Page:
Welcome to the
Kansas Association of Conservation Districts
The Kansas Association of Conservation Districts is a voluntary, nongovernmental, nonprofit, incorporated organization that was established in 1944, two years before the National Association of Conservation Districts was formed. Its members are the conservation districts located in the state’s 105 counties.
The KACD Board of Directors is composed of five elected members, each of whom represents one of five geographical areas of the state.
2023 Local Workgroup Meetings Report
The 2023 local workgroup meetings are complete. We appreciate everyone that participated in the meetings and provided valuable input. You can view the summary report and all of the individual comments received HERE
April 11, 2023 - Read our latest newsletter that includes:
- Producer Spotlight
- Kansas Envirothon
- Educational Tools for Checkout or Rent
- Get Paid for Soil Health
- Soil Health Events
- Cost Share Updates
- NRCS Updates
Sorry, there are no events for this month.
"Providing local leadership to protect and improve Kansas Natural Resources through collaboration, education and implementation"
Throughout its history, KACD has helped forge key partnerships among federal, state, and local entities all committed to a common goal: wise and efficient conservation practices to protect the state’s natural resources. These partnerships spanning more than six decades have been highly effective and mutually beneficial, allowing for shared space, equipment, and knowledge.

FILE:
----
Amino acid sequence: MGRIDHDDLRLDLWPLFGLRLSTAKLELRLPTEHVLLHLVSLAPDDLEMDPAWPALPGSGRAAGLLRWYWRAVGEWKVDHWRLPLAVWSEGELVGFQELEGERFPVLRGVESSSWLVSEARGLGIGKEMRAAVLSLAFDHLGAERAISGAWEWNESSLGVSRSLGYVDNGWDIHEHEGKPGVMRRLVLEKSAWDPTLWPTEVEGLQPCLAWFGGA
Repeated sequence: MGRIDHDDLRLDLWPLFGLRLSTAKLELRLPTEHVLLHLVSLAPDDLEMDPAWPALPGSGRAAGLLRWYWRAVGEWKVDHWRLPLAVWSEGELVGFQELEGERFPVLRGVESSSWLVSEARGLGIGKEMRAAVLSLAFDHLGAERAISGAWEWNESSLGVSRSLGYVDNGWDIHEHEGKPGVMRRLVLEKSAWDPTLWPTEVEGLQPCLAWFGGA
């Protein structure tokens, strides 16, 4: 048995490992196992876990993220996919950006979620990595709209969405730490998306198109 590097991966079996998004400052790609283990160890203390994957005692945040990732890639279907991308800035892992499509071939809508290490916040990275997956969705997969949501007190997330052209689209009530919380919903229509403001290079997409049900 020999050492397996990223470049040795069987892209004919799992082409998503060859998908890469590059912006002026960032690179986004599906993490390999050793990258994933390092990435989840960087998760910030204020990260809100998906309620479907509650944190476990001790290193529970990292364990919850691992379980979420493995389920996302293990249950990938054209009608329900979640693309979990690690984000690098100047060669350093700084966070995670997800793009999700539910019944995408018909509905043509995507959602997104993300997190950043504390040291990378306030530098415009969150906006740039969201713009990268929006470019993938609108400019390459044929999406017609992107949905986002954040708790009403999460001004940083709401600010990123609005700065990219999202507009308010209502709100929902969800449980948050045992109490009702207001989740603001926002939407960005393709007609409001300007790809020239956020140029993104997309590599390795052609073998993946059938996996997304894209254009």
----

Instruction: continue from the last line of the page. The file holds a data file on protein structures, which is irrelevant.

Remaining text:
On April 14, 1935, an estimated 300 million tons of soil blew from the land.
That day, known as “Black Sunday,” people of the Great Plains suffered the devastating effects of a massive drought. It was one of the darkest periods in Kansas history.
But just as every cloud has a silver lining, out of those dust clouds came a firm commitment to soil conservation. The Kansas Legislature passed a bill that created conservation districts in Kansas, which was signed into law by Governor Walter Huxman on March 25, 1937.
With that action, Kansas began a commitment to conservation that has lasted more than seven decades.